Greek premier Alexis Tsipras is pinning his hopes on using an EU leaders summit in Riga with eastern European partners from Ukraine, Georgia, Azerbaijan and others to strike the broad outline of a cash-for-reforms deal to stave off default.
We all now know by now that British inflation has dipped to slightly less than zero, its weakest since 1960. Much of the recent weakness is down to the same reason inflation is so low in the euro zone, Britain’s main trading partner: the collapse in the price of oil.
Greece’s European lenders have played down hopes of a swift end to aid negotiations and said talks must speed up before the country runs out of cash. That contrasted sharply with optimism in Athens where a series of top officials asserted that a deal was just days away.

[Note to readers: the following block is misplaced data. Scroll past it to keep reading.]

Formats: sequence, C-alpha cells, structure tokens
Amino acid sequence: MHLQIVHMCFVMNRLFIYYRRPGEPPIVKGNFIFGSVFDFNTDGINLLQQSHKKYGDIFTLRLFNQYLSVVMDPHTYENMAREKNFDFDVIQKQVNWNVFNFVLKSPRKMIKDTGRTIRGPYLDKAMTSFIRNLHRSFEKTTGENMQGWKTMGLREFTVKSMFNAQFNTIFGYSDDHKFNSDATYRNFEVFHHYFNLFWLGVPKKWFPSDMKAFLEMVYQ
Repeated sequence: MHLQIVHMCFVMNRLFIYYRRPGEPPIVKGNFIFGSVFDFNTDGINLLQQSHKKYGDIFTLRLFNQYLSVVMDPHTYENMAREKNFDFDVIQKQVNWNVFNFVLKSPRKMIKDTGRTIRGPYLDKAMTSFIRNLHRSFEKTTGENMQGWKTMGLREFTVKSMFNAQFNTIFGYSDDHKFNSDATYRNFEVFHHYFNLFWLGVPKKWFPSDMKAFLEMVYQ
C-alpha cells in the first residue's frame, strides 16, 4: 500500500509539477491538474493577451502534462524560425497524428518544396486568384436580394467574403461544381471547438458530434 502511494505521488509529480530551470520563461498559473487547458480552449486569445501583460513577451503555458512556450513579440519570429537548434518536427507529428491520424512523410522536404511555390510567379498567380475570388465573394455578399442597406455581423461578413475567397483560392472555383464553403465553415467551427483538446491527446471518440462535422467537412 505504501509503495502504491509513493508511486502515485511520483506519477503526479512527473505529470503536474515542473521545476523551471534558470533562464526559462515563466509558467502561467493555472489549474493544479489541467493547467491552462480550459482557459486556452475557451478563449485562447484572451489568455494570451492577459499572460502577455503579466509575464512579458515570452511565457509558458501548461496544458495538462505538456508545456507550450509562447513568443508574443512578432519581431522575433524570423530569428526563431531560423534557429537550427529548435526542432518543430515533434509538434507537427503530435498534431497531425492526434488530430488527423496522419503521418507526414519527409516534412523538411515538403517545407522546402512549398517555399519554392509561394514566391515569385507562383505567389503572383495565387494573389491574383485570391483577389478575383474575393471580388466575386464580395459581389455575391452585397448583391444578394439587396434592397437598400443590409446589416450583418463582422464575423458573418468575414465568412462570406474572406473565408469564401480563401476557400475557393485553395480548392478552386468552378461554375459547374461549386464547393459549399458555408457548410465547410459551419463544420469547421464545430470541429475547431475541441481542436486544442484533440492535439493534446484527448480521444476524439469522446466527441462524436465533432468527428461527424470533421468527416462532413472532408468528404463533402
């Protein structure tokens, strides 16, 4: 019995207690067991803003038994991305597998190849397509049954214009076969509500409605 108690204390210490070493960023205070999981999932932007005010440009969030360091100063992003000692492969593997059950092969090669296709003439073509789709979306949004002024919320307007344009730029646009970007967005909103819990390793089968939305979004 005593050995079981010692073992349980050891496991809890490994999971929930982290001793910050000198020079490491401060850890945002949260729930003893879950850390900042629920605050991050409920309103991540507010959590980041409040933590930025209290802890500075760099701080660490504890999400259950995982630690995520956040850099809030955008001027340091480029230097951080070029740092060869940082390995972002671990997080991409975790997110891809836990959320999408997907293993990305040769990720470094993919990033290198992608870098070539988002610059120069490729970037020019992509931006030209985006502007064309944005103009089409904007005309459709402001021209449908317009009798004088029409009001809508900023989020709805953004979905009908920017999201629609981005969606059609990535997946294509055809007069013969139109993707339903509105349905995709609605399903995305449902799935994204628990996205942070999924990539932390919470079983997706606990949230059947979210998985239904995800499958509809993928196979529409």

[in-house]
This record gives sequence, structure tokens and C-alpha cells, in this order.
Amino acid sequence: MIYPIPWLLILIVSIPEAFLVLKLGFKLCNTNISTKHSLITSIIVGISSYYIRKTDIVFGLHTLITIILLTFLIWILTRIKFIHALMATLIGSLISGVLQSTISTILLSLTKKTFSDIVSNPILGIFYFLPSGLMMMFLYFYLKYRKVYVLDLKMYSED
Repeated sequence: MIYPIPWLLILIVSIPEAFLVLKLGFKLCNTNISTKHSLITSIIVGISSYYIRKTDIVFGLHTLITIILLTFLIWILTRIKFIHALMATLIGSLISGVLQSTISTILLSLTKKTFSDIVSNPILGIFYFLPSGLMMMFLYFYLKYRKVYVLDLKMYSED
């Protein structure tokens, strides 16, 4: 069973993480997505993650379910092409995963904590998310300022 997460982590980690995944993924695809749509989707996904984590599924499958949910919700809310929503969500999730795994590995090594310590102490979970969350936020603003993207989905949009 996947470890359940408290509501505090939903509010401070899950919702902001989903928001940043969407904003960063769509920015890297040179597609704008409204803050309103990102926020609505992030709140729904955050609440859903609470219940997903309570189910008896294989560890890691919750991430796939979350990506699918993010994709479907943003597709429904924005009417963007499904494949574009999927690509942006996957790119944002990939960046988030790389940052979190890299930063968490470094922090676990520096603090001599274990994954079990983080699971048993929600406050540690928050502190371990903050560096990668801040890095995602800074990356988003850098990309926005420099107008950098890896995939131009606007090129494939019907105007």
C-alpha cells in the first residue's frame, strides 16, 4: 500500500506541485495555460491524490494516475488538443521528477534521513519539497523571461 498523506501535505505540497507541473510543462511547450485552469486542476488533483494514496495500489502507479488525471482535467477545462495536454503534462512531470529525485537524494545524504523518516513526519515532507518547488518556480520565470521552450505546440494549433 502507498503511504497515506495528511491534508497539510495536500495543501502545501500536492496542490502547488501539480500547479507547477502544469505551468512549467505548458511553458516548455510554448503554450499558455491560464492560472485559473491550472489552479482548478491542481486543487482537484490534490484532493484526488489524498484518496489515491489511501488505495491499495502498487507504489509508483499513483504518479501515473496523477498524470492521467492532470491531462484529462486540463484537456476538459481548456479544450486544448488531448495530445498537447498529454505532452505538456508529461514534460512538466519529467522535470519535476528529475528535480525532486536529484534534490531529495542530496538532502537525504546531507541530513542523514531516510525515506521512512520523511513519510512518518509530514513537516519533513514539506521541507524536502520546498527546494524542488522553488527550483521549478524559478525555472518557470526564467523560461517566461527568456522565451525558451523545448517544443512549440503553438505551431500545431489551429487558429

Euro zone inflation rose to zero in April from -0.1 percent and in Britain it fell to -0.1 percent from zero, the first negative reading since the 1960s.
In an epic late-night talk show appearance, Greek Finance Minister Yanis Varoufakis said his government was nearing a cash-for-reforms deal with its euro zone partners and the International Monetary Fund that would help it meet debt repayments next month.
An interesting weekend intervention by ECB policymaker Yves Mersch who said there was no question of winding up QE early and that inflation, still skulking around zero, would stay there until autumn then rise sharply late in the year towards 1.5 percent.